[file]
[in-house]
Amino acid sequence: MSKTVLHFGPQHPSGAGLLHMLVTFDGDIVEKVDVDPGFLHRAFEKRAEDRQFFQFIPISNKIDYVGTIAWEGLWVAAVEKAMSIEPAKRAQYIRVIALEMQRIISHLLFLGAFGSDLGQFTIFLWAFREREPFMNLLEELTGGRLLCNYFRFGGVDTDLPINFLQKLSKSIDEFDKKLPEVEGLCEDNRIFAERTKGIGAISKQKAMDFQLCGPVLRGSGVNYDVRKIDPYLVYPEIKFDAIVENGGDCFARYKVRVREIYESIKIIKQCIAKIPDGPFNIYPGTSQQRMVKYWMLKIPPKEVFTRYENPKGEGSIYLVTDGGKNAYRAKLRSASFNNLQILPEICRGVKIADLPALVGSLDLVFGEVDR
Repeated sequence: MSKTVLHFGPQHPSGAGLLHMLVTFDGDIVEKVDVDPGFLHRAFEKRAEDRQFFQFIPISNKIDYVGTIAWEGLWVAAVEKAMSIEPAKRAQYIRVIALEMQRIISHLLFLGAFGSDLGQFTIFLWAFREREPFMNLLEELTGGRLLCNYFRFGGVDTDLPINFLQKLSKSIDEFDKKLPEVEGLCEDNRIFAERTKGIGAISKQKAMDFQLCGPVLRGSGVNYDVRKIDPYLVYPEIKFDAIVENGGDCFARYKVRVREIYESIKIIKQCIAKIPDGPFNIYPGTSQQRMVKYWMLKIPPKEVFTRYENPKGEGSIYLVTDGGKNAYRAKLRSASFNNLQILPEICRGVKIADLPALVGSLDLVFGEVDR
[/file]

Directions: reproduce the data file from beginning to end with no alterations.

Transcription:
[in-house]
Amino acid sequence: MSKTVLHFGPQHPSGAGLLHMLVTFDGDIVEKVDVDPGFLHRAFEKRAEDRQFFQFIPISNKIDYVGTIAWEGLWVAAVEKAMSIEPAKRAQYIRVIALEMQRIISHLLFLGAFGSDLGQFTIFLWAFREREPFMNLLEELTGGRLLCNYFRFGGVDTDLPINFLQKLSKSIDEFDKKLPEVEGLCEDNRIFAERTKGIGAISKQKAMDFQLCGPVLRGSGVNYDVRKIDPYLVYPEIKFDAIVENGGDCFARYKVRVREIYESIKIIKQCIAKIPDGPFNIYPGTSQQRMVKYWMLKIPPKEVFTRYENPKGEGSIYLVTDGGKNAYRAKLRSASFNNLQILPEICRGVKIADLPALVGSLDLVFGEVDR
Repeated sequence: MSKTVLHFGPQHPSGAGLLHMLVTFDGDIVEKVDVDPGFLHRAFEKRAEDRQFFQFIPISNKIDYVGTIAWEGLWVAAVEKAMSIEPAKRAQYIRVIALEMQRIISHLLFLGAFGSDLGQFTIFLWAFREREPFMNLLEELTGGRLLCNYFRFGGVDTDLPINFLQKLSKSIDEFDKKLPEVEGLCEDNRIFAERTKGIGAISKQKAMDFQLCGPVLRGSGVNYDVRKIDPYLVYPEIKFDAIVENGGDCFARYKVRVREIYESIKIIKQCIAKIPDGPFNIYPGTSQQRMVKYWMLKIPPKEVFTRYENPKGEGSIYLVTDGGKNAYRAKLRSASFNNLQILPEICRGVKIADLPALVGSLDLVFGEVDR